I mentioned the differences above…nevertheless your recent posting about the TWA/9-11 bit was definitely in the whacko column.
I also now have put you in the “don’t go there category”. 
The big difference was The Gulf of Tonkin incident wasn’t a theory…....HELLO?!?!

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Posted: 27 June 2013 05:13 AM   [ Ignore ]   [ # 25 ]
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Posted: 27 June 2013 10:30 AM   [ Ignore ]   [ # 26 ]
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VYAZMA - 26 June 2013 10:57 AM
CuthbertJ - 26 June 2013 10:30 AM

Unfortunately this whole thread is a bit silly. The OP defines a Conspiracy Theorist as someone who believes a ridiculous belief.  George doubles up on that by refering to “wacko beliefs”.  What I find hard to believe is how so many posters in a forum dedicated to “inquiry” seem to be completely credulous of the official line fed to citizens by the government and the media. And this is from a gov that has time and time and time again been proven to be covering up evidence. I’m not saying the gov has always and for every single event covered up facts. But it’s track record is such that to me at least, the “conspiracy” will always be that the gov is telling you the truth. And this is bipartisan of course.  Maybe what we should discuss is types of CT, for example a Gulf of Tonkin CT vs a Hitler Still Lives CT.  That seems a bit more interesting.

I mentioned the differences above…nevertheless your recent posting about the TWA/9-11 bit was definitely in the whacko column.
I also now have put you in the “don’t go there category”. 
The big difference was The Gulf of Tonkin incident wasn’t a theory…....HELLO?!?!

I generally ignore your comments so I didn’t see your post. You missed my point about TWA case. Point is, there appears to have actually been a cover up. Now the truth may still be that the government line was correct, but there was a cover up as attested to by people directly involved. 

As far as Tonkin goes, the government line at the time is now known to be false. So the conspiracy theory at the time (The Gov cooked this up) has been proven correct.

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Posted: 27 June 2013 11:20 AM   [ Ignore ]   [ # 27 ]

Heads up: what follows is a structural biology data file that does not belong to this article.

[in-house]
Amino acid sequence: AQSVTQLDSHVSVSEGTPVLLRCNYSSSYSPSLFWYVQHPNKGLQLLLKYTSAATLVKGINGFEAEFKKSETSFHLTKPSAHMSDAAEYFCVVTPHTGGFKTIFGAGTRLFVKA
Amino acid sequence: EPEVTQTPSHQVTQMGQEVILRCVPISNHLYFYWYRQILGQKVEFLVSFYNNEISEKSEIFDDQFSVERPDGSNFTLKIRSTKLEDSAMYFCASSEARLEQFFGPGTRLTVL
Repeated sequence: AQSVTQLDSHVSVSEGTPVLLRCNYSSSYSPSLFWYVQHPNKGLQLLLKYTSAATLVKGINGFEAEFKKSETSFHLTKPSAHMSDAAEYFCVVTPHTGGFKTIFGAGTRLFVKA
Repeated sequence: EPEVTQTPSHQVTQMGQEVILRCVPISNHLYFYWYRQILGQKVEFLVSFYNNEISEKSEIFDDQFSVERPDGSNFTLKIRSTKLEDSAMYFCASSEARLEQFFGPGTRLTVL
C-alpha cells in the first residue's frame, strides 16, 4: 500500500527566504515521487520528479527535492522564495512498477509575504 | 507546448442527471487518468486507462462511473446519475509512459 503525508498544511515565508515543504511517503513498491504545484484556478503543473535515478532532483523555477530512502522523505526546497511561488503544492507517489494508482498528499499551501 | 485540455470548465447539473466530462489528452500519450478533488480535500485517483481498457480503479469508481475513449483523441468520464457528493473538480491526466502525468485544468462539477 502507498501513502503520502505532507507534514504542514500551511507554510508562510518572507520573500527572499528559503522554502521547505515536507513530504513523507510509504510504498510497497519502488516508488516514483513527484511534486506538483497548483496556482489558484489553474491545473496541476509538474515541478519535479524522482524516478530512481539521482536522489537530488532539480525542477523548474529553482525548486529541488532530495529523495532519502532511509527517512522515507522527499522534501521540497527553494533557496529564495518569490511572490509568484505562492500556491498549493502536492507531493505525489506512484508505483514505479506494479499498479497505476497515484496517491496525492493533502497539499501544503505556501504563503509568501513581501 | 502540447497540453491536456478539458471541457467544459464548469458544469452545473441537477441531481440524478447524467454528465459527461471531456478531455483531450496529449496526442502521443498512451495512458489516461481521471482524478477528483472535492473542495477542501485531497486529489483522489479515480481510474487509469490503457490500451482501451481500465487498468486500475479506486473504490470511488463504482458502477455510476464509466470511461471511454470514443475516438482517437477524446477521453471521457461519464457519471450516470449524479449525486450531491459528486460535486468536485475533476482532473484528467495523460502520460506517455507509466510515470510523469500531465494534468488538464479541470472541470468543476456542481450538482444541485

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I generally ignore your comments so I didn’t see your post. You missed my point about TWA case. Point is, there appears to have actually been a cover up. Now the truth may still be that the government line was correct, but there was a cover up as attested to by people directly involved. 

I’m glad you do. Keep ignoring. 

As far as Tonkin goes, the government line at the time is now known to be false. So the conspiracy theory at the time (The Gov cooked this up) has been proven correct.

No, it was never a theory.  From the very beginning officers and sailors on the boat were there at the scene.  The President and His advisors were in the know.
Certainly policy experts and journalists as well as the North Vietnamese all knew what was really going on. Therefore it wasn’t a theory.
So the government line at the time was known to be false by many, many people right from the start.
It wasn’t even a conspiracy for that matter.  That’s standard operating procedure for countries to expand or initiate war.
That’s how we got into Iraq. That’s how the Germans got into Poland. etc etc…

[ Edited: 27 June 2013 11:49 AM by VYAZMA ]
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Posted: 27 June 2013 05:04 PM   [ Ignore ]   [ # 28 ]
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VYAZMA - 25 June 2013 07:42 PM

Yes, I know.  Part of my first response was directed at that OP.  I stated it’s best to “not go there”.
What else can you do?  Just be you. 
Look what do you do….you determine if they are dead set against changing their minds or considering other possibilities.
You can tell this pretty quickly. (By the way this is for someone close to you…for strangers and periphery acquaintances-the hell with ‘em!)
So you can tell if someone is kind of “touched”.  Their reasoning is faulty and the theories are just ridiculous. In which case, don’t bring it up anymore.
But if the person shows wiggle room and a desire to explore other facts and reasoning then continue the debate with them.  Patiently and deliberately.
Be open to their points.  Let them stay open to yours.
Really there’s a difference between skeptics of history and politics and full blown touched people…nutters.
The touched ones are difficult. I think they have psych problems and their particular “tic” is to latch onto unfolding politics or history and incorporate that into some sort of coping mechanism.  A framework that helps them get a handle on reality…which sub-consciously is far more harsh to them.